Loyalist's £1.5m assets seized
Johnston's luxury home will be sold off
An order was granted as a result of an agreed settlement with the representatives of Jim Johnston's estate.
Johnston, 45, a member of the loyalist paramilitary Red Hand Commando, was shot dead in the driveway of his home in Crawfordsburn, County Down in May 2003.
The revenge killing was part of a bitter feud between rival loyalist factions.
The High Court moved followed an application by the Assets Recovery Agency.
The agency has been granted the first civil recovery order in the UK to exceed £1 million.
It was granted by Mr Justice Coghlin under the Proceeds of Crime Act 2002 in the High Court in Belfast on Monday.
Assets valued at between £1.2m and £1.25m have been forfeited.
These include Johnston's former luxury home in Crawfordsburn, seven properties in Northern Ireland, a holiday home in County Sligo and a commercial premises in Belfast.
The agency said there "was also a significant investment portfolio".
'Very visible reminder'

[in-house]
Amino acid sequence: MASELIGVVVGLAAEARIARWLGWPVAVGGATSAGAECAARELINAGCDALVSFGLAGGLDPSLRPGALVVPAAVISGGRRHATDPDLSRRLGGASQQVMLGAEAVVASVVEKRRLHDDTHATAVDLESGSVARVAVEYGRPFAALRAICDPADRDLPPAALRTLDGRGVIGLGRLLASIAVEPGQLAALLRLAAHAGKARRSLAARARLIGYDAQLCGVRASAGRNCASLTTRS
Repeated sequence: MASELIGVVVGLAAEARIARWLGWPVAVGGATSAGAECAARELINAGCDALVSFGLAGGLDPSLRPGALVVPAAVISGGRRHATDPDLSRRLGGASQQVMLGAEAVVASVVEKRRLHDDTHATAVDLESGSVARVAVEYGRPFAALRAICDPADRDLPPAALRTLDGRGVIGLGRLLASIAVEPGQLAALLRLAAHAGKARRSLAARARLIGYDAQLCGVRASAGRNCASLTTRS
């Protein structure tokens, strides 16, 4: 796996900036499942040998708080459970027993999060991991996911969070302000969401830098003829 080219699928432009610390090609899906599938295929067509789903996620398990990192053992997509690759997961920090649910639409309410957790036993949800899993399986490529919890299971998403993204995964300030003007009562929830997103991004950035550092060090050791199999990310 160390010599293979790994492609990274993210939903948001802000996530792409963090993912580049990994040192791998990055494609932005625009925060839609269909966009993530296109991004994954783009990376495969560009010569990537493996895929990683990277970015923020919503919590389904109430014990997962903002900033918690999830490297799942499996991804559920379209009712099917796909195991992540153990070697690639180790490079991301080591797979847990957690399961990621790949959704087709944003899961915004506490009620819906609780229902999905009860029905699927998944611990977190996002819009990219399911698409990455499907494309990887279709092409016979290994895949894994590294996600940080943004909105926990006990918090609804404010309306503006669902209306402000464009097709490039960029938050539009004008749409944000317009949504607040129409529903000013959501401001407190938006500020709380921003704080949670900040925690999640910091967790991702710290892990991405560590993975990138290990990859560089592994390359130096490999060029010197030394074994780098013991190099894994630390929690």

Its assistant director, Alan McQuillan, said it was an important landmark for the agency and its partners in the fight against organised crime.
"PSNI referred this case to the agency and have worked closely with us to provide the information needed to convince the High Court that the assets should be forfeited," he said.
"This result serves clear notice on criminals that the extensive powers under the Proceeds of Crime Act are effective in taking the profit out of crime.
"The outcome of this case is a very visible reminder to everyone in the community that there is no hiding place for ill-gotten gains. Working with its partners, ARA will exercise its powers firmly and fairly to ensure that, increasingly, crime does not pay."
The High Court has appointed a trustee to take possession of the recovered property and liquidate it.
The proceeds will be recycled into crime fighting initiatives, said the agency.
Johnston's widow and partner will each retain a small house from the estate - representing a net transfer of approximately £90,000.
Home Secretary David Blunkett said he was pleased with the judgement.
"Measures we have passed will at last stop criminals from benefiting from their crimes," he said.
"Last year saw a record of £54.5m taken from criminals, an increase of £7.5m on the previous year and further proof that the Proceeds of Crime Act, passed two years ago, is hitting criminals where it hurts."
Secretary of State Paul Murphy said the ruling "is sending out a clear message that crime does not pay and that there is no hiding place for ill-gotten gains".